Image credit: Hyeon-Jeong Suk

4. 무생채 / Mu Saengchae (Spicy Radish Salad)

Korean radish will generally appear on your table in some or other form; perhaps as diced cubes (known as kkakdugi), or thin slices, or even as noodle-like strings in a spicy radish salad, known as 무생채 or musaengchae. This variation is all at once crunchy yet still packs a punch even though it doesn’t undergo the fermentation process like traditional kimchi. It goes best with meat dishes and bibimbap!

Image credit: 영길 황

5. 호박볶음 / Hobak Bokkeum (Stir-fried Zucchini)

호박볶음 (Hobak Bokkeum), or stir-fried zucchini, can either come diced or (in the case of bibimbap) thinly sliced for use as a topping. It’s generally quick and easy to prepare, taking no longer than 10 minutes. On its own, the humble zucchini might not seem like much, but the ingredient which makes this banchan shine is 새우젓 (or /saewujeot/), a Korean shrimp sauce made from fermented shrimp. This adds a salty tang to the tender, sautéed zucchini flesh.

6. 어묵볶음 / Eomuk Bokkeum (Stir-fried Fish Cake)

If you’re not a full vegetarian then you may be wondering what banchan has to offer in the way of fish and meat options. Fret not, because you’re in luck! One of my favourite banchan dishes is 어묵 (Eomuk), or fish cake (it also goes by Odeng, or 오뎅 in Hangul). This isn’t the typical fish cake that you might be familiar with (i.e. filleted fish mixed with breadcrumbs and then fried), but rather a type of fish meal consisting of ground white fish and other ingredients, like potatoes and vegetables.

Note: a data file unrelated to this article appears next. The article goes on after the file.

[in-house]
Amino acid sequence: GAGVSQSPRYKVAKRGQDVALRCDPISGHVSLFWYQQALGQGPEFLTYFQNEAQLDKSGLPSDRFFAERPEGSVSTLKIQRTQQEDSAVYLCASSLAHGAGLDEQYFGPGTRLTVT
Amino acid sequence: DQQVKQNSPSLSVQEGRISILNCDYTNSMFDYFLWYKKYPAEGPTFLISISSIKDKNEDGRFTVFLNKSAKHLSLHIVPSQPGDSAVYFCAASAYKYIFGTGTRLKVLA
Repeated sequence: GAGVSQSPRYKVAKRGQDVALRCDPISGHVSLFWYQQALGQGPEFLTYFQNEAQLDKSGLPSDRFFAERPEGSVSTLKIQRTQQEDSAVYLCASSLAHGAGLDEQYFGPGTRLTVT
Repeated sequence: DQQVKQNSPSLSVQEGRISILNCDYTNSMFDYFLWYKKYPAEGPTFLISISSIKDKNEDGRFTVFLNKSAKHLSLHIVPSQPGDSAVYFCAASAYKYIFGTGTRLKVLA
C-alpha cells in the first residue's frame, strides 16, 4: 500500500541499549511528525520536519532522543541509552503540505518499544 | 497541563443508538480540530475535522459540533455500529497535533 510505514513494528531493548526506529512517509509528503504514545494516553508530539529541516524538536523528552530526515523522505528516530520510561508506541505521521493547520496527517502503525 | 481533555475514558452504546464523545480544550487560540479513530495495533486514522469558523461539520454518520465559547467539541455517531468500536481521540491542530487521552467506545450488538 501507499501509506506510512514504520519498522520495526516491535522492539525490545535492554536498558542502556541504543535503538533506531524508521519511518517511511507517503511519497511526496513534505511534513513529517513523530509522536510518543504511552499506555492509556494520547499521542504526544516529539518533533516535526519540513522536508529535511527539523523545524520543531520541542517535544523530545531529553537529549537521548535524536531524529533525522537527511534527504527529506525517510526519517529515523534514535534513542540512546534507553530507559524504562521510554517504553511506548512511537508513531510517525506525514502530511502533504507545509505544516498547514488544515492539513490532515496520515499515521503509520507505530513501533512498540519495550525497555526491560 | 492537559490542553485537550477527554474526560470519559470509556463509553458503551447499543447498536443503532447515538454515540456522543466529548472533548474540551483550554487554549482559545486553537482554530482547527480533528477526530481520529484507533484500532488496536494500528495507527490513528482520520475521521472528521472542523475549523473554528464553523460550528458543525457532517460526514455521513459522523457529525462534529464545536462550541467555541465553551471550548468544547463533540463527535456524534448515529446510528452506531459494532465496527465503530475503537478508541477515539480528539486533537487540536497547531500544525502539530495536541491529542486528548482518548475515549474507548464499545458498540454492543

Is it haute cuisine? Perhaps not, but it definitely makes for a wholesome accompaniment. It’s even tastier when stir-fried with soy sauce and sprinkled with pepper flakes and sesame seeds.

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Image credit: Mr.kototo

7. 멸치볶음 / Myulchi Bokkeum (Stir-fried Anchovies)

멸치볶음 (Myulchi bokkeum) is a bit of a banchan enigma. It’s slightly fishy, but it’s also crunchy, and a little sweet. It might sound bizarre but in reality, it truly is a party in your mouth! Dried anchovies are stir-fried in soy sauce, rice syrup and sesame oil, with peanuts (or sometimes walnuts) added for extra crunch.

The reason I’m such a big fan of 멸치 is that it’s super-filling, with the chewy texture of the dried anchovies giving you something to munch on. This is not a banchan that you should be scarfing down in a hurry. Take your time!

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8. 계란찜 / Gyeranjjim (Steamed Eggs)

계란찜 (Gyeranjjim) is somewhat of a less common banchan, although you’ll still find it on the menu at many grills across the country. Because of its size, it is sometimes eaten on its own, but where it really shines is as a side dish in a barbecue feast. With the heavy and often salty samjang flavours dominating your palate, the light and fluffy 계란찜 is a nice way to tone things down.

It’s often served in an earthenware pot, straight from the steaming (or sometimes boiling) process. 계란찜 is deceptively simple to make, but that’s what makes it so special. You can spice things up by adding your choice of seasonings, from ingredients like 새우젓 to chopped green onions.

travel guide banchan

Also read: Cheong Yeon Jae Hanok Hotel: A Review of this Traditional Korean House

Banchan is an integral part of South Korean cuisine. With so many different options to explore, which side dish will you be trying first? Let us know!

About Author

Stuart Hendricks
Stuart Hendricks

Being a street photographer and travel writer, Stuart is always searching for the perfect shot that tells a story. He's got his heart set on adventuring around Asia using South Korea as his base and creates content to help aspiring photographers document their own travels through the continent.